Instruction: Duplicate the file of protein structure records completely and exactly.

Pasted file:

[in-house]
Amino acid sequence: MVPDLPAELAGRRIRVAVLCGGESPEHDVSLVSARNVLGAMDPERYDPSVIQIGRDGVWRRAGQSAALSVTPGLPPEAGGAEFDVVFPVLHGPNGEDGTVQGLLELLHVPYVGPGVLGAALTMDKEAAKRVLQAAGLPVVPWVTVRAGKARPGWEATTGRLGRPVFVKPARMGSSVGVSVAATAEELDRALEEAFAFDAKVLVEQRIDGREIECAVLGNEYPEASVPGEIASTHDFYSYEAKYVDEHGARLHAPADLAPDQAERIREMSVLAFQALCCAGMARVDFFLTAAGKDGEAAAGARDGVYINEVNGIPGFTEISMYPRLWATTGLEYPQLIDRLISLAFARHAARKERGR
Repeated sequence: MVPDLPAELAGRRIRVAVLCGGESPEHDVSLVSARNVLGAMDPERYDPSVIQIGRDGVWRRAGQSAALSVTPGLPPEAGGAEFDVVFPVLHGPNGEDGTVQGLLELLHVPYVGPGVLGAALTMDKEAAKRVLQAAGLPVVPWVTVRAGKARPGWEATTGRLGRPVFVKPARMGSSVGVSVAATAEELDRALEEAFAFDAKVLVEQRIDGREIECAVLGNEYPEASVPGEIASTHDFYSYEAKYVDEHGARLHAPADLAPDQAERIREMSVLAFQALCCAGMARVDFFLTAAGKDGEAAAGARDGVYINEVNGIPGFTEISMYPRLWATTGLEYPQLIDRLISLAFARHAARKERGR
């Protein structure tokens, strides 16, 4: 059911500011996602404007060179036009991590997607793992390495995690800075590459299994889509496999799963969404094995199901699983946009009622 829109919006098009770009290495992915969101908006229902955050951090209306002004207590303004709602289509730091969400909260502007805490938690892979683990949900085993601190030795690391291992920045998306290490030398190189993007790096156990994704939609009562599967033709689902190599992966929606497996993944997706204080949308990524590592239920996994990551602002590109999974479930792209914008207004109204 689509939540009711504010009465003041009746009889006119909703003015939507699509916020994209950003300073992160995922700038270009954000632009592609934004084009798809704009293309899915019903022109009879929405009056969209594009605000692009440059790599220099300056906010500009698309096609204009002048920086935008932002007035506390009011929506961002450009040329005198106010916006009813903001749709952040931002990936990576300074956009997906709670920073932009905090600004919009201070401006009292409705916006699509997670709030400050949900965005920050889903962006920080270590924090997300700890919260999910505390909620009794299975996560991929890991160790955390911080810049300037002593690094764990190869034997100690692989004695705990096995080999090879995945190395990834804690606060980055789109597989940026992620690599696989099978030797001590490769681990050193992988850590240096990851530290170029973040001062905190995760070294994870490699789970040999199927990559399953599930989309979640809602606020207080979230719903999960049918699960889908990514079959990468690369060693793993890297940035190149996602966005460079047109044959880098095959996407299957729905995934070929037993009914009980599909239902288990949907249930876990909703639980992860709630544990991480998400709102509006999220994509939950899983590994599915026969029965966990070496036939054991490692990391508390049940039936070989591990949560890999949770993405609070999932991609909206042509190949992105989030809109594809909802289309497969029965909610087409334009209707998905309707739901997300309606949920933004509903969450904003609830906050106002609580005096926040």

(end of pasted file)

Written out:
[in-house]
Amino acid sequence: MVPDLPAELAGRRIRVAVLCGGESPEHDVSLVSARNVLGAMDPERYDPSVIQIGRDGVWRRAGQSAALSVTPGLPPEAGGAEFDVVFPVLHGPNGEDGTVQGLLELLHVPYVGPGVLGAALTMDKEAAKRVLQAAGLPVVPWVTVRAGKARPGWEATTGRLGRPVFVKPARMGSSVGVSVAATAEELDRALEEAFAFDAKVLVEQRIDGREIECAVLGNEYPEASVPGEIASTHDFYSYEAKYVDEHGARLHAPADLAPDQAERIREMSVLAFQALCCAGMARVDFFLTAAGKDGEAAAGARDGVYINEVNGIPGFTEISMYPRLWATTGLEYPQLIDRLISLAFARHAARKERGR
Repeated sequence: MVPDLPAELAGRRIRVAVLCGGESPEHDVSLVSARNVLGAMDPERYDPSVIQIGRDGVWRRAGQSAALSVTPGLPPEAGGAEFDVVFPVLHGPNGEDGTVQGLLELLHVPYVGPGVLGAALTMDKEAAKRVLQAAGLPVVPWVTVRAGKARPGWEATTGRLGRPVFVKPARMGSSVGVSVAATAEELDRALEEAFAFDAKVLVEQRIDGREIECAVLGNEYPEASVPGEIASTHDFYSYEAKYVDEHGARLHAPADLAPDQAERIREMSVLAFQALCCAGMARVDFFLTAAGKDGEAAAGARDGVYINEVNGIPGFTEISMYPRLWATTGLEYPQLIDRLISLAFARHAARKERGR
């Protein structure tokens, strides 16, 4: 059911500011996602404007060179036009991590997607793992390495995690800075590459299994889509496999799963969404094995199901699983946009009622 829109919006098009770009290495992915969101908006229902955050951090209306002004207590303004709602289509730091969400909260502007805490938690892979683990949900085993601190030795690391291992920045998306290490030398190189993007790096156990994704939609009562599967033709689902190599992966929606497996993944997706204080949308990524590592239920996994990551602002590109999974479930792209914008207004109204 689509939540009711504010009465003041009746009889006119909703003015939507699509916020994209950003300073992160995922700038270009954000632009592609934004084009798809704009293309899915019903022109009879929405009056969209594009605000692009440059790599220099300056906010500009698309096609204009002048920086935008932002007035506390009011929506961002450009040329005198106010916006009813903001749709952040931002990936990576300074956009997906709670920073932009905090600004919009201070401006009292409705916006699509997670709030400050949900965005920050889903962006920080270590924090997300700890919260999910505390909620009794299975996560991929890991160790955390911080810049300037002593690094764990190869034997100690692989004695705990096995080999090879995945190395990834804690606060980055789109597989940026992620690599696989099978030797001590490769681990050193992988850590240096990851530290170029973040001062905190995760070294994870490699789970040999199927990559399953599930989309979640809602606020207080979230719903999960049918699960889908990514079959990468690369060693793993890297940035190149996602966005460079047109044959880098095959996407299957729905995934070929037993009914009980599909239902288990949907249930876990909703639980992860709630544990991480998400709102509006999220994509939950899983590994599915026969029965966990070496036939054991490692990391508390049940039936070989591990949560890999949770993405609070999932991609909206042509190949992105989030809109594809909802289309497969029965909610087409334009209707998905309707739901997300309606949920933004509903969450904003609830906050106002609580005096926040």